Rouhani’s latest statements infer Iran’s position unlikely to change


Daniel Moshashai | MENA Analyst |

Following his return from New York, Iran’s President Hassan Rouhani briefed the press on key takeaways from the 74th UN General Assembly (UNGA). The points he raised indicate that diplomatic efforts failed to bear fruit and that Iran maintains the expectation that the other side to bring solutions to the table.


The Iranian narrative:

  1. The strategy of “maximum pressure” employed by the US has been defeated and has left the US administration in a quagmire it desires to exit as soon as possible.
  2. Rouhani’s presence at the UNGA circumvented a “conspiracy” designed to close the road to diplomacy.
  3. Iran is stronger now than it was at this point last year.


  1. The defeat of “maximum pressure” and the US quagmire

It was anticipated that, short of a US retaliation against Iran, the latest events in the region (downing of the US drone, mining of tankers, drone attacks on Saudi oil facilities, etc…) would reinforce Tehran’s position by raising the stakes and placing those in favour of “maximum pressure” in a difficult dilemma: to change course on Iran or face an all-out war.

Considering Washington’s appetite for war has been confounded and Iran’s economic indicators are slowly improving while new sanctions are facing diminishing returns, it is not in Tehran’s interest to change or soften its course and offer the US a way out of its current dilemma. Rather, Iran will continue collecting leverage points, which does not bode well for diplomacy.

  1. “Conspiracy” to close the road to diplomacy circumvented

At home, Rouhani has justified his efforts to keep Iran within the JCPOA by framing diplomacy as the main channel of resistance against those holding “anti-Iran” positions. Instead of portraying the entire US administration as nefarious – a common line that is repeated by Ayatollah Ali Khamenei – Rouhani has identified specific groups, namely, “neoconservatives, Israel and lobbyists,” as holding an anti-Iran agenda which heavily influences President Donald Trump’s foreign policy.

In his latest statement, Rouhani claimed to have circumvented the latest “conspiracy” from the “anti-Iran” side at the UNGA, in part thanks to his Hormuz Peace Endeavour (HOPE). Following the September 14 strikes on Abqaiq and Khurais, Iran said it was falsely accused of perpetrating the attacks by not only Saudi Arabia and the US, but also France, Germany and the UK in a later statement. Rouhani stated that HOPE’s offer of discussions between countries bordering the Persian Gulf helped demonstrate that, contrary to accusations, Iran was not seeking to escalate tensions and that it was subject to a conspiracy aimed at closing the road to diplomacy.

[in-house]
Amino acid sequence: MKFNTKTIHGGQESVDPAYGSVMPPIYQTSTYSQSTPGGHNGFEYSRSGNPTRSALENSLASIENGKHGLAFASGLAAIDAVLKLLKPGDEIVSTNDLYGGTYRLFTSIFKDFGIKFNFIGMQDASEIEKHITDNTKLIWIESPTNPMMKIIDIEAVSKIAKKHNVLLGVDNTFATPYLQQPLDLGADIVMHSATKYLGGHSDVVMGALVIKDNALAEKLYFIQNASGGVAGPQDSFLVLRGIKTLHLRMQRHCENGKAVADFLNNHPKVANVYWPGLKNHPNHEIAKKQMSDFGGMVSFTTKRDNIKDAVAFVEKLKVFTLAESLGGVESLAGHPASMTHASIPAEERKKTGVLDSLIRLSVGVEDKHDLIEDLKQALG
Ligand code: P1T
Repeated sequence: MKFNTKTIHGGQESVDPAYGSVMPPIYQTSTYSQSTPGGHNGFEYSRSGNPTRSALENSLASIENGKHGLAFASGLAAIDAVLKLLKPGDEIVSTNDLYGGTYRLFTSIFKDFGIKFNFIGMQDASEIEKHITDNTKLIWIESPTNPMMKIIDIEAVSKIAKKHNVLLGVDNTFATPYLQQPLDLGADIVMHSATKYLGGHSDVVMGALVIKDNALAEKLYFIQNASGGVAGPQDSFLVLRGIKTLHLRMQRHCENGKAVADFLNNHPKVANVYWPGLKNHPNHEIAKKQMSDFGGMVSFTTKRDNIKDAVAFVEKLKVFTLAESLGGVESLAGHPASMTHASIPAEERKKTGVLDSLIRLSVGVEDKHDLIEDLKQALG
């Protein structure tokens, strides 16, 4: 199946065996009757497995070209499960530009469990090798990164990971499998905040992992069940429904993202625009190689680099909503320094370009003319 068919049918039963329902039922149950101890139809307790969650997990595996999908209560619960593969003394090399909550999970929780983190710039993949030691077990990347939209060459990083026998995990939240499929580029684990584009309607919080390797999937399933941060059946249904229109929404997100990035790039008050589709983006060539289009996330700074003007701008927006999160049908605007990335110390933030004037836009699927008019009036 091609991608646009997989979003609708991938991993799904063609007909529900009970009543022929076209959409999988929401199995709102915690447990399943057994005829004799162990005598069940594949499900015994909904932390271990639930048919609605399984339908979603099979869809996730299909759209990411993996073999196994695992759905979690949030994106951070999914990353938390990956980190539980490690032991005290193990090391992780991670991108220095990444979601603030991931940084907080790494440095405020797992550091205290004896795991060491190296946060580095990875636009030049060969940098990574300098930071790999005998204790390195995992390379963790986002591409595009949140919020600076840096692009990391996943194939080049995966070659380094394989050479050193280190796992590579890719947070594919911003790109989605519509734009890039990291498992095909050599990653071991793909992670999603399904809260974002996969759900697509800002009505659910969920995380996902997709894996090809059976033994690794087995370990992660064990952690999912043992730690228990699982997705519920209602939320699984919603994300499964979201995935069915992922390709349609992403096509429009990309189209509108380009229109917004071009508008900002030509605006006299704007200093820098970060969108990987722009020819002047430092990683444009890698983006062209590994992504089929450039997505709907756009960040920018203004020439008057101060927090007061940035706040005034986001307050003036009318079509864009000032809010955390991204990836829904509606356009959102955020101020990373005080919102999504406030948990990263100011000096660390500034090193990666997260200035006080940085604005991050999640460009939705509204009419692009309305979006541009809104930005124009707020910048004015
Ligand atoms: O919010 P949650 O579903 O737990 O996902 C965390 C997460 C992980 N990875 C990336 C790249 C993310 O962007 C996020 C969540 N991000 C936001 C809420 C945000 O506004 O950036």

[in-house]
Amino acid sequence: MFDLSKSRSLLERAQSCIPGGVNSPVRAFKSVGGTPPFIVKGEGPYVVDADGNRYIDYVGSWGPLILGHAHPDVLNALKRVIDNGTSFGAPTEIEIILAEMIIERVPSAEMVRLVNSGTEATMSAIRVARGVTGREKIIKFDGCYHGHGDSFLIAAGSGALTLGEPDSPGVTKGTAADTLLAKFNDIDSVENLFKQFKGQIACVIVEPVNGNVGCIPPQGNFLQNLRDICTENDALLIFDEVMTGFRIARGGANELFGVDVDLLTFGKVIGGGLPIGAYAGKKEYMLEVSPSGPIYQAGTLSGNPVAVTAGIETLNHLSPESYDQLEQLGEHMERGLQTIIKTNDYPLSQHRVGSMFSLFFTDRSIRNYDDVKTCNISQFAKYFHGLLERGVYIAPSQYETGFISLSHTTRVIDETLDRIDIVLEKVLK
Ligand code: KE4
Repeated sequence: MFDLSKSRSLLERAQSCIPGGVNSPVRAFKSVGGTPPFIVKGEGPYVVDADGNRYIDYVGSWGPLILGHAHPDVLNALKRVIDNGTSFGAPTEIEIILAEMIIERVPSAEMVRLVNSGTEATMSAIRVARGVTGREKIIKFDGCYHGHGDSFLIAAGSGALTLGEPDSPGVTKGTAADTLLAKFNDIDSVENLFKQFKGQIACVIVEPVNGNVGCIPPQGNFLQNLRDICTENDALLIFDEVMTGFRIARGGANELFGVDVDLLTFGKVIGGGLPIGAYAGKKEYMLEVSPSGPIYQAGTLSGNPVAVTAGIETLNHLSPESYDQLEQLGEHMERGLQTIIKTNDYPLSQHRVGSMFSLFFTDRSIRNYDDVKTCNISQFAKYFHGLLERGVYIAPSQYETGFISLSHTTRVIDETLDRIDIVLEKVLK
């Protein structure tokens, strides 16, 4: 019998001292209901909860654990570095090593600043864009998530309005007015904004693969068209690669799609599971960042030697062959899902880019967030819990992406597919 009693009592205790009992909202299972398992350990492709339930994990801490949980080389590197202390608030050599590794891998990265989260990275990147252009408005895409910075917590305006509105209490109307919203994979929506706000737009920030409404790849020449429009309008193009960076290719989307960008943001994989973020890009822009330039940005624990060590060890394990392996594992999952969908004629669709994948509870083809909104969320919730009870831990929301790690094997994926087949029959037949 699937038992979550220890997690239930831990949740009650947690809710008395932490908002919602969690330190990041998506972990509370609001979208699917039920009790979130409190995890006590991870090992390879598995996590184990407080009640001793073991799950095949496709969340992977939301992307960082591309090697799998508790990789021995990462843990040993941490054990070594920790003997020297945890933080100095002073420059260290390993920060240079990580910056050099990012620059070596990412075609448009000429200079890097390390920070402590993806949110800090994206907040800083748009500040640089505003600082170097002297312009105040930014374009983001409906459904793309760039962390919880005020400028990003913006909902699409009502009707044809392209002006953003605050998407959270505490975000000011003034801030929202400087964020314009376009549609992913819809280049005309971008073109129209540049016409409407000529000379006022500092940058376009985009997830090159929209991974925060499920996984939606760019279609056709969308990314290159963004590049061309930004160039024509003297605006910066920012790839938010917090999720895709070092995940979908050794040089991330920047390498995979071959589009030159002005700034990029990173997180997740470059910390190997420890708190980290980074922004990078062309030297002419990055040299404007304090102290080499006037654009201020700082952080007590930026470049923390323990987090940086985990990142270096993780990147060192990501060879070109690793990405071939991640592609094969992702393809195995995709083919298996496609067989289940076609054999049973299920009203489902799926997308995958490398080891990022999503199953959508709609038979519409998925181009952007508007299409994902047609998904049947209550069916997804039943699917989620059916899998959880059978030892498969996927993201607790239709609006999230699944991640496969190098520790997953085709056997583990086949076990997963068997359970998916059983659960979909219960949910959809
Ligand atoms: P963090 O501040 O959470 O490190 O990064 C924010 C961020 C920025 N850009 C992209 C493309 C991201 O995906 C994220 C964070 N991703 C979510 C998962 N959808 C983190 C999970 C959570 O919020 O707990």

1. Iran is stronger now than it was at this point last year

It is clear that the high stakes surrounding security in the region led leaders of the E3 (Emmanuel Macron, Boris Johnson, Angela Merkel) to focus their attentions on persuading their Iranian counterpart to enter negotiations with Trump. Nonetheless, Rouhani has interpreted his delegation’s popularity as a sign that Tehran’s leverage has greatly increased since last year. He also claimed that E3 leaders told him individually that Iran’s position and power had notably improved over time. The country’s defence minister’s claims that the strategy of “maximum pressure” has evolved into a strategy of “maximum mendacity,” is a good indicator of how the Iranian side has misconstrued the urgency of the situation for having the upper hand.

Shortly after returning from New York, Rouhani travelled to Armenia’s capital Yerevan to attend a summit of the Eurasian Economic Union (EEU), which Iran is set to join by the end of October with a free trade agreement. Although  Iran’s accession to the EEU was on the table before the US’s withdrawal from the JCPOA, it helps Iranian officials’ promote the rhetoric of Iran as not an isolated player on the world stage, and as a nation striving to create new partnerships to shield itself from western pressure. If the agreement goes forward, it will be the first time the Islamic Republic has joined an economic bloc in its history. With Iran’s accession, the EEU will represent a market of 260m consumers. It will boost the export of 500 Iranian goods without tariffs and increase the republic’s bilateral trade with Russia, a country with which it is setting up a payment system not backed by SWIFT. For the last six months Iran’s economy has shown signs of recovery, albeit slow, which Rouhani was quick to highlight: the rial has regained 40% of its value over the past year and the inflation rate is finally decreasing.